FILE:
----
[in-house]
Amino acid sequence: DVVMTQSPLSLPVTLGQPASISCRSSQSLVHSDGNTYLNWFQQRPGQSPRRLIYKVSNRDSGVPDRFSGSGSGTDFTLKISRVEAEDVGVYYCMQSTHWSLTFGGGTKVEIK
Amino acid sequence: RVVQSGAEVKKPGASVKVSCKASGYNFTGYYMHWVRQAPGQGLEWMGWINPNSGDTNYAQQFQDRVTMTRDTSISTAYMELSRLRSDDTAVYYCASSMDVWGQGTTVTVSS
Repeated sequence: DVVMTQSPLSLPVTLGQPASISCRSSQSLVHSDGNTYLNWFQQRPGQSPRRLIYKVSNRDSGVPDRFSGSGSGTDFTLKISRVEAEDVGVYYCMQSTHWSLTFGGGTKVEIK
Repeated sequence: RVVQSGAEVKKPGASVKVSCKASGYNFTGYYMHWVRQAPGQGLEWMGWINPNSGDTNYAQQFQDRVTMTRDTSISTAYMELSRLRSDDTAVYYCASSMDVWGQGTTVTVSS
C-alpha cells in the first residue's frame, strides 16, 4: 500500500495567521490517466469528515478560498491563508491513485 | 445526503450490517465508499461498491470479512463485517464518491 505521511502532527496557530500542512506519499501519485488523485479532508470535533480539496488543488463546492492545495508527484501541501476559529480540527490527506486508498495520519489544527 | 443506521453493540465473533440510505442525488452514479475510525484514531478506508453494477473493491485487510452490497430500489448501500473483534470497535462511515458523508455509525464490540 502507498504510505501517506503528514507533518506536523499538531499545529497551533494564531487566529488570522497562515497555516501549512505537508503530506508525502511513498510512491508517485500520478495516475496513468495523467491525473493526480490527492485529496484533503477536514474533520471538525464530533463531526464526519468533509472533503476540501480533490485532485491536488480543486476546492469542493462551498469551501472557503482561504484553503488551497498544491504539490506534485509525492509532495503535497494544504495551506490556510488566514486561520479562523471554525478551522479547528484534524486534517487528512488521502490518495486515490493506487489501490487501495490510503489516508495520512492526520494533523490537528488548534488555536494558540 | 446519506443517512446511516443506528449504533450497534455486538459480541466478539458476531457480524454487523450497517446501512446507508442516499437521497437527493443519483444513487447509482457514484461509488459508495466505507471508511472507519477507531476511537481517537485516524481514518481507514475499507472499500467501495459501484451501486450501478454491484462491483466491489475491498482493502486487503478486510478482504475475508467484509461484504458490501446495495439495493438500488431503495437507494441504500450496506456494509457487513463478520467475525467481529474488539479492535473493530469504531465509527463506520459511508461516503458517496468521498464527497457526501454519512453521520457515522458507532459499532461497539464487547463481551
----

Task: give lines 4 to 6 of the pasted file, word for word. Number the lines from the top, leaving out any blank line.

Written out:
Repeated sequence: DVVMTQSPLSLPVTLGQPASISCRSSQSLVHSDGNTYLNWFQQRPGQSPRRLIYKVSNRDSGVPDRFSGSGSGTDFTLKISRVEAEDVGVYYCMQSTHWSLTFGGGTKVEIK
Repeated sequence: RVVQSGAEVKKPGASVKVSCKASGYNFTGYYMHWVRQAPGQGLEWMGWINPNSGDTNYAQQFQDRVTMTRDTSISTAYMELSRLRSDDTAVYYCASSMDVWGQGTTVTVSS
C-alpha cells in the first residue's frame, strides 16, 4: 500500500495567521490517466469528515478560498491563508491513485 | 445526503450490517465508499461498491470479512463485517464518491 505521511502532527496557530500542512506519499501519485488523485479532508470535533480539496488543488463546492492545495508527484501541501476559529480540527490527506486508498495520519489544527 | 443506521453493540465473533440510505442525488452514479475510525484514531478506508453494477473493491485487510452490497430500489448501500473483534470497535462511515458523508455509525464490540 502507498504510505501517506503528514507533518506536523499538531499545529497551533494564531487566529488570522497562515497555516501549512505537508503530506508525502511513498510512491508517485500520478495516475496513468495523467491525473493526480490527492485529496484533503477536514474533520471538525464530533463531526464526519468533509472533503476540501480533490485532485491536488480543486476546492469542493462551498469551501472557503482561504484553503488551497498544491504539490506534485509525492509532495503535497494544504495551506490556510488566514486561520479562523471554525478551522479547528484534524486534517487528512488521502490518495486515490493506487489501490487501495490510503489516508495520512492526520494533523490537528488548534488555536494558540 | 446519506443517512446511516443506528449504533450497534455486538459480541466478539458476531457480524454487523450497517446501512446507508442516499437521497437527493443519483444513487447509482457514484461509488459508495466505507471508511472507519477507531476511537481517537485516524481514518481507514475499507472499500467501495459501484451501486450501478454491484462491483466491489475491498482493502486487503478486510478482504475475508467484509461484504458490501446495495439495493438500488431503495437507494441504500450496506456494509457487513463478520467475525467481529474488539479492535473493530469504531465509527463506520459511508461516503458517496468521498464527497457526501454519512453521520457515522458507532459499532461497539464487547463481551